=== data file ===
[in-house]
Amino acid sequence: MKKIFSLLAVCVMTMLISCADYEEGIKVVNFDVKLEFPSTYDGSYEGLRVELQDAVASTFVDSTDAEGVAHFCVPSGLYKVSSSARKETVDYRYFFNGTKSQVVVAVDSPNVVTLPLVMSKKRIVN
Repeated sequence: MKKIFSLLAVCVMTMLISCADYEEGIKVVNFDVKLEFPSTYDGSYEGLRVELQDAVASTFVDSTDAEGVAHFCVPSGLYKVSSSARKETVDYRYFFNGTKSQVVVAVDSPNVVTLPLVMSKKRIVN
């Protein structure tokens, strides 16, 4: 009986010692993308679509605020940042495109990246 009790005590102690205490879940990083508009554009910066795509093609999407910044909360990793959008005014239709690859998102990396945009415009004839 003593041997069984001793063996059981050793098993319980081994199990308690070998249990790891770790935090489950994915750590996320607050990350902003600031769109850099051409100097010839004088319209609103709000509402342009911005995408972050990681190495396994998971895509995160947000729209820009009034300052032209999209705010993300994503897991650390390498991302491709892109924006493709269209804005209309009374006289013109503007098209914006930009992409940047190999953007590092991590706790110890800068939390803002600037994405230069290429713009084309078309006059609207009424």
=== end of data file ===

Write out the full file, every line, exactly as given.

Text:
[in-house]
Amino acid sequence: MKKIFSLLAVCVMTMLISCADYEEGIKVVNFDVKLEFPSTYDGSYEGLRVELQDAVASTFVDSTDAEGVAHFCVPSGLYKVSSSARKETVDYRYFFNGTKSQVVVAVDSPNVVTLPLVMSKKRIVN
Repeated sequence: MKKIFSLLAVCVMTMLISCADYEEGIKVVNFDVKLEFPSTYDGSYEGLRVELQDAVASTFVDSTDAEGVAHFCVPSGLYKVSSSARKETVDYRYFFNGTKSQVVVAVDSPNVVTLPLVMSKKRIVN
């Protein structure tokens, strides 16, 4: 009986010692993308679509605020940042495109990246 009790005590102690205490879940990083508009554009910066795509093609999407910044909360990793959008005014239709690859998102990396945009415009004839 003593041997069984001793063996059981050793098993319980081994199990308690070998249990790891770790935090489950994915750590996320607050990350902003600031769109850099051409100097010839004088319209609103709000509402342009911005995408972050990681190495396994998971895509995160947000729209820009009034300052032209999209705010993300994503897991650390390498991302491709892109924006493709269209804005209309009374006289013109503007098209914006930009992409940047190999953007590092991590706790110890800068939390803002600037994405230069290429713009084309078309006059609207009424």